|Publication number||US4164009 A|
|Application number||US 05/782,991|
|Publication date||Aug 7, 1979|
|Filing date||Mar 30, 1977|
|Priority date||Mar 30, 1977|
|Publication number||05782991, 782991, US 4164009 A, US 4164009A, US-A-4164009, US4164009 A, US4164009A|
|Inventors||Justin M. Maguire, Jr., Thomas M. Edwards|
|Original Assignee||Hauserman, Inc.|
|Export Citation||BiBTeX, EndNote, RefMan|
|Patent Citations (10), Referenced by (31), Classifications (10), Legal Events (3)|
|External Links: USPTO, USPTO Assignment, Espacenet|
This invention relates generally as indicated to a light fixture, and more particularly to a light fixture for use with modern office interior partitions or screens.
Modern office interiors utilize highly flexible partitions or screens, the panels of which include at their edges vertical rows of slots for hanging or supporting accessories. Such partition systems may be seen in Raith et al U.S. Pat. No. 3,886,698.
Office interiors are generally illuminated by fluorescent ceiling light fixtures which consume an inordinate amount of energy. More recent developments utilize high intensity discharge (HID) lamps supported on free-standing units or on partitions or screens. Such high intensity discharge lamps consume considerably less energy and provide a comfortable ambient level of illumination in an office interior. Such ambient light system may be seen in the copending application of Justin M. Maguire, Jr. entitled "Modular Interior Lighting Systems and Fixture Therefor," Ser. No. 782,495 filed Mar. 30, 1977.
To supplement the illumination provided by such ambient systems, light fixtures for horizontal or wall task surfaces are desirable. However, as in any office interior, flexibility of use is of the utmost importance. Moreover, since many task planes project from or are supported by the interior partitions or screens, or in rooms such as conference rooms, the task planes may actually be on the surface of the screens themselves, it is important that the supplemental light source be provided from a fixture which is readily adaptable to be mounted on the partition or screen at any desired elevation to illuminate either a horizontal task surface or a wall surface.
It is also important that the fixture be mounted on the screen or wall in a manner in which the direction of light therefrom can be adjusted relatively precisely. It is additionally important that the mounting brackets for such fixture not only provide such adjustment, but also provide a safety factor so that if excessive force is exerted on the fixture, the fixture will slip and in most instances avoid damage to the fixture, partition or screen.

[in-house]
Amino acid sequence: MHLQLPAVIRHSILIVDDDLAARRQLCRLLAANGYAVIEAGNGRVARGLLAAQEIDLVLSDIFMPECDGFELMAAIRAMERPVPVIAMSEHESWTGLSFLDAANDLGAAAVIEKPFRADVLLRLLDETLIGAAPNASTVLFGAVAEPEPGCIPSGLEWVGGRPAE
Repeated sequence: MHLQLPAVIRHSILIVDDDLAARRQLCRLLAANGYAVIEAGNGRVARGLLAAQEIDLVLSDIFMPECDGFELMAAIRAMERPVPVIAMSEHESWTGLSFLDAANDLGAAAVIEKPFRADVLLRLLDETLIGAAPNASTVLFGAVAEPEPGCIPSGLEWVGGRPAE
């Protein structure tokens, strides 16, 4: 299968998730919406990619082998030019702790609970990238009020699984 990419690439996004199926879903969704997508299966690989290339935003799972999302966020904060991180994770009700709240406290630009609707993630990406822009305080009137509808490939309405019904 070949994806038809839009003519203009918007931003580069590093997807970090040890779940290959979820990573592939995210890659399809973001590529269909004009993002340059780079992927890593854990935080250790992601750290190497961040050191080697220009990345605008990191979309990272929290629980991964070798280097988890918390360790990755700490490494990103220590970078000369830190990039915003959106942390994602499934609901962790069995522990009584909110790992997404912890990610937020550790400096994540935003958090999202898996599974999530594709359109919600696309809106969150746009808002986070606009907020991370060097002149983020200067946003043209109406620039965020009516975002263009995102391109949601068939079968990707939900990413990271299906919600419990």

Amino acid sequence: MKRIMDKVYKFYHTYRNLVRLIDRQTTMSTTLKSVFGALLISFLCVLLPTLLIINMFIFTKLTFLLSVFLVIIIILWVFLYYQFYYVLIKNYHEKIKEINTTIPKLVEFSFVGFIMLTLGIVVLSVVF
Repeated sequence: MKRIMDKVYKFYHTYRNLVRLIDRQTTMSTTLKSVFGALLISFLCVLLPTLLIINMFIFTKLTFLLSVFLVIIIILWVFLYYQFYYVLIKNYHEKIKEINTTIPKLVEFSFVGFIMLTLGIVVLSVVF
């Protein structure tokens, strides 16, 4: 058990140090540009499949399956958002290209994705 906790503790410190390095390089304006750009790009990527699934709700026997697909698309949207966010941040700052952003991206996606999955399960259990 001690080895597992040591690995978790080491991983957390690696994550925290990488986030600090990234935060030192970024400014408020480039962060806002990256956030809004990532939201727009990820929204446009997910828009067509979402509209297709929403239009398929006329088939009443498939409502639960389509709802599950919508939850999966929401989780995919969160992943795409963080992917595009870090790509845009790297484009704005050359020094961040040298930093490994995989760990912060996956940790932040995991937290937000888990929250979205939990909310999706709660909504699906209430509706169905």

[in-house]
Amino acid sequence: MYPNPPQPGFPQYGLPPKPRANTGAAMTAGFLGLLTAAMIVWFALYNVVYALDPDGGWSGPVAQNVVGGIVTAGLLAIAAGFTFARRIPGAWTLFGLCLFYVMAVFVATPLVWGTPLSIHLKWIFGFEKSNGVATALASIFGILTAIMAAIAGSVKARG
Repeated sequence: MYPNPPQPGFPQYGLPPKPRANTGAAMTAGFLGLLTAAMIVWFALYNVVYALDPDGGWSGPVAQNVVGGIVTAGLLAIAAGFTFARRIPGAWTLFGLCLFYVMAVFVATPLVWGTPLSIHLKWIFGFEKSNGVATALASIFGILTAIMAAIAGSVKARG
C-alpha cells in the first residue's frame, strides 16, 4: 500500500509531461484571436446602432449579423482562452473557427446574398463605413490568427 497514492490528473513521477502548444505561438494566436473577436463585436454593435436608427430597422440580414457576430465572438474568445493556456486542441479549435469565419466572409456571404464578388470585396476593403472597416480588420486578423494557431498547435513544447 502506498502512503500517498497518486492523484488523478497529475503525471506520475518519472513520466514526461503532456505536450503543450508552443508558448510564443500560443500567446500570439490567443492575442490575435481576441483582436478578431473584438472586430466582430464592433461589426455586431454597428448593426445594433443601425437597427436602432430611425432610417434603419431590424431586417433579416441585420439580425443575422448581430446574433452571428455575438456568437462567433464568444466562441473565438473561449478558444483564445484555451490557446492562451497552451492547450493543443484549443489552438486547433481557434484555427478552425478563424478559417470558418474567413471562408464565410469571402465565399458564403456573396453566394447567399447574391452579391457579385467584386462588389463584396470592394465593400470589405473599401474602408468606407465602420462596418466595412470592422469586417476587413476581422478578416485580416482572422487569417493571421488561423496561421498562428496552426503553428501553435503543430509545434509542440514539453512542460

It is of further importance that any fixture used in office interiors comply with the four principals of good lighting. The first is that the fixture should not create any direct glare. The person using the illumination provided by the fixture should not be able to see the light source. The second principal is to maintain a ratio of light to dark of no greater than approximately 3:1. The third principal is to have sufficient light and the fourth principal is to reduce reflected glare or veiling reflections.
In addition to providing the flexibility of use and the principals of good lighting, it is also important that the fixture have sufficient adjustability to alter light characteristics for individualization and person ergonomics. The aesthetics of the fixture and its support brackets are, however, designed strongly to suggest to the user the correct or recommended position of the fixture when used at the recommended height above a work surface. Finally, it is desirable that the fixture be of simplified construction and appearance and be fully compatible with the total office system.
It is accordingly a principal object of the present invention to provide a light fixture for horizontal task or wall surfaces for office and like interiors.
Another principal object is the provision of such fixture which can provide all of the requirements or principals of good lighting.
A further important object is the provision of such light fixture which can be mounted directly on a partition or screen to illuminate a horizontal work surface, or which can be hung above a chalk or flip-chart surface on the screen or wall, or positioned over or under a painting or graphic on the wall.
Another important object is the provision of a combination of a partition or screen with furniture hanging rows of slots and a light fixture which can be supported at any desired elevation therealong.